Kyle Gray and his wife Christine Ho binge-watched all four seasons of HBO’s “Game of Thrones” in just two weeks last April. Four months later, they were standing under the same canopy of beech trees that hang over the Kingsroad, the famous highway that wends through the show’s Seven Kingdoms. A week after that, they followed the path of Daenerys Targaryen’s march to sack the city of Meereen in the show’s fourth season.
Gray and Ho, who live in San Francisco, didn’t actually escape to Westeros or other storied locations from the fantastical, fictional world created by George R.R. Martin, but they came pretty close. The couple, who recently spent a year traveling the globe, flew to Europe last summer for a self-styled “Game of Thrones” locations tour.
“I thought: ‘We’ve never done a themed trip,’” said Ho, who became obsessed with the series and even started reading the books on which it’s based. “We’re big nerds, and the scenery in the show seemed really beautiful.”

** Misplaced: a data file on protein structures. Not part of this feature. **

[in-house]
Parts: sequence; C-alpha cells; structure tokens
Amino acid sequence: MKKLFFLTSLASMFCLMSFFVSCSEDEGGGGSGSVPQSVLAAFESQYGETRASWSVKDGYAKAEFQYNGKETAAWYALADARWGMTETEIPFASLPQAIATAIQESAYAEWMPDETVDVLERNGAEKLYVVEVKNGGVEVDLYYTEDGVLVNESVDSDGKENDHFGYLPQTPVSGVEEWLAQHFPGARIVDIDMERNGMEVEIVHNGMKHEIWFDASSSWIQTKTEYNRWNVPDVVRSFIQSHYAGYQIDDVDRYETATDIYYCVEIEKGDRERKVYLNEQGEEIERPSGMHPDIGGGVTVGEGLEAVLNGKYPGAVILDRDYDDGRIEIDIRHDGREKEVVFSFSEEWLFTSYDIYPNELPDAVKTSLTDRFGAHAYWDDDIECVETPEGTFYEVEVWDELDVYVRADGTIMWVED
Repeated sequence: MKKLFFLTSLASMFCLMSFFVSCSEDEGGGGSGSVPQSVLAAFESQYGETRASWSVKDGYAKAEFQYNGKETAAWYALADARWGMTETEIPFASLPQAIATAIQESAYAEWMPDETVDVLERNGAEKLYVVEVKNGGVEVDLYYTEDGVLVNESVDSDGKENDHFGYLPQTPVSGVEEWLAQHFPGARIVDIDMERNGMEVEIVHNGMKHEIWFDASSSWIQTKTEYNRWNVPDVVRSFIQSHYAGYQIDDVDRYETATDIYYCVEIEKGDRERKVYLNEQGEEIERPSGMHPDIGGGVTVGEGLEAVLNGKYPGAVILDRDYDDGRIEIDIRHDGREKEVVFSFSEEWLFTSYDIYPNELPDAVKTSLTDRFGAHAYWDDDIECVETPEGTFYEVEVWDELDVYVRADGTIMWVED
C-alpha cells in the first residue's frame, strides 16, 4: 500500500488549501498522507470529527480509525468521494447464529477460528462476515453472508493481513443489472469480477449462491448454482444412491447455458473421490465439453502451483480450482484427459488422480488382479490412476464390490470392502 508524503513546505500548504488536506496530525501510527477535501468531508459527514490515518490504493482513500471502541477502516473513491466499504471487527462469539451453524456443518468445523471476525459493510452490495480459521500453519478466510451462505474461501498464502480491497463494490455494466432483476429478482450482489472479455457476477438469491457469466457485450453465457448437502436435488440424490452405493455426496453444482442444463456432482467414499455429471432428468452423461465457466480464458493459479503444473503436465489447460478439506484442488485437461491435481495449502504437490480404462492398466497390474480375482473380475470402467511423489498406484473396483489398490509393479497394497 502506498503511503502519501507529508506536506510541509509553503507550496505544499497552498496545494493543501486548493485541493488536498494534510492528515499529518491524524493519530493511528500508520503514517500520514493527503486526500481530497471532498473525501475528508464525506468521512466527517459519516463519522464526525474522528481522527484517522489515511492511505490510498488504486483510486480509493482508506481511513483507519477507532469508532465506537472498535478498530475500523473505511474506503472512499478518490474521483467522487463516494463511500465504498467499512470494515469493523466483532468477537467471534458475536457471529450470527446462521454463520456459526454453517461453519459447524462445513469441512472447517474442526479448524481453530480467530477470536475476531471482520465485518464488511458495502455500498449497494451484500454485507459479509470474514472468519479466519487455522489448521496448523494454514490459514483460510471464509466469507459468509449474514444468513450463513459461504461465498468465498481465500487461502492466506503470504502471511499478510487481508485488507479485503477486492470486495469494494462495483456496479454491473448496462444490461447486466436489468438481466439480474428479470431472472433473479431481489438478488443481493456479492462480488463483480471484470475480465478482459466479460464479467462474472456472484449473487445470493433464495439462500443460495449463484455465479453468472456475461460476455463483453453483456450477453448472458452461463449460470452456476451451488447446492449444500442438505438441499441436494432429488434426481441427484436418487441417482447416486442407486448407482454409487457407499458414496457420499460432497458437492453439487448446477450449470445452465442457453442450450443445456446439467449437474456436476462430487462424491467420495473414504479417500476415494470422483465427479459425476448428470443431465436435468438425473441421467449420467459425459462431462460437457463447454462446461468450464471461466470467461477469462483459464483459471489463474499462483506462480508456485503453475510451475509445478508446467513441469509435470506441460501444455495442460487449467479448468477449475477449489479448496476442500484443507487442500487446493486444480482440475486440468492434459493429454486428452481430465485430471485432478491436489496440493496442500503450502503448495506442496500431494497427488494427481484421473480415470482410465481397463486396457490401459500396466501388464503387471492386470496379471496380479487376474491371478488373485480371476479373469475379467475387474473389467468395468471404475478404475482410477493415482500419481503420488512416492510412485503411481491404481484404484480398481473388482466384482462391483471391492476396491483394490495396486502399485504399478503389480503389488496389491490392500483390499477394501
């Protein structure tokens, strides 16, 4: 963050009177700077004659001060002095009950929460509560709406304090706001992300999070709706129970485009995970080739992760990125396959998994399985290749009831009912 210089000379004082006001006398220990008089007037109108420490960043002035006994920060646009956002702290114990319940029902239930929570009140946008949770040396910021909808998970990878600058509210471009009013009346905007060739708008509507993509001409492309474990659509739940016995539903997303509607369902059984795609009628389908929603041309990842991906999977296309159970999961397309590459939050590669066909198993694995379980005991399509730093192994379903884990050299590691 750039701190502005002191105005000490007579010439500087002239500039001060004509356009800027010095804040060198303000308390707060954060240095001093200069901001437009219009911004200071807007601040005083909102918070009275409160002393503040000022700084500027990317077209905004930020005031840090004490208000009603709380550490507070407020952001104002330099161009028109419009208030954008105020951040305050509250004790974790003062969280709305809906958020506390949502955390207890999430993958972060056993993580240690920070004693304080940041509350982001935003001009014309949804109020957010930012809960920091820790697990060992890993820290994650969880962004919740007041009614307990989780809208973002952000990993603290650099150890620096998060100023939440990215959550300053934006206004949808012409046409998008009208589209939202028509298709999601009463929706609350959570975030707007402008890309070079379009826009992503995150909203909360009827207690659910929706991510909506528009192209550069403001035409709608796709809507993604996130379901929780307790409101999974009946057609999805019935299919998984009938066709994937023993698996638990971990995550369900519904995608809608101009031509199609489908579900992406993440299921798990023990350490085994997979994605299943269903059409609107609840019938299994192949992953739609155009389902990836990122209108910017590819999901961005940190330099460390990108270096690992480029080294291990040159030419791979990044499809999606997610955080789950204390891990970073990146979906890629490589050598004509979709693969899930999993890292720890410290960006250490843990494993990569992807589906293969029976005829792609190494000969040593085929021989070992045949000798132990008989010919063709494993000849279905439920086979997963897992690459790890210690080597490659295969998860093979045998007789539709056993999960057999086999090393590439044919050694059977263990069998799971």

The couple researched the locations where the series is shot (there are plenty of websites devoted to detailing every nuance about the hit show), which took, in Ho’s estimation, about 10 hours. The result was a two-week trip to northern Ireland and Croatia, where much of “Game of Thrones” is filmed. Their visit, which coincided with the filming of scenes for the upcoming fifth season, allowed them to get close to the sets and even play with props — when they weren’t dodging set security. The pair documented the adventure on their travel blog, which featured many photos in which they cheekily re-created famous scenes at the filming sites.
Gray and Ho are not alone. While it’s hardly a new phenomenon, screen-inspired tourism, or “set-jetting” as some in the industry call it, has exploded in recent years. In 2014, research firm Tourism Competitive Intelligence found that 45 million international tourists chose a destination primarily because they saw a film or television show filmed in that country.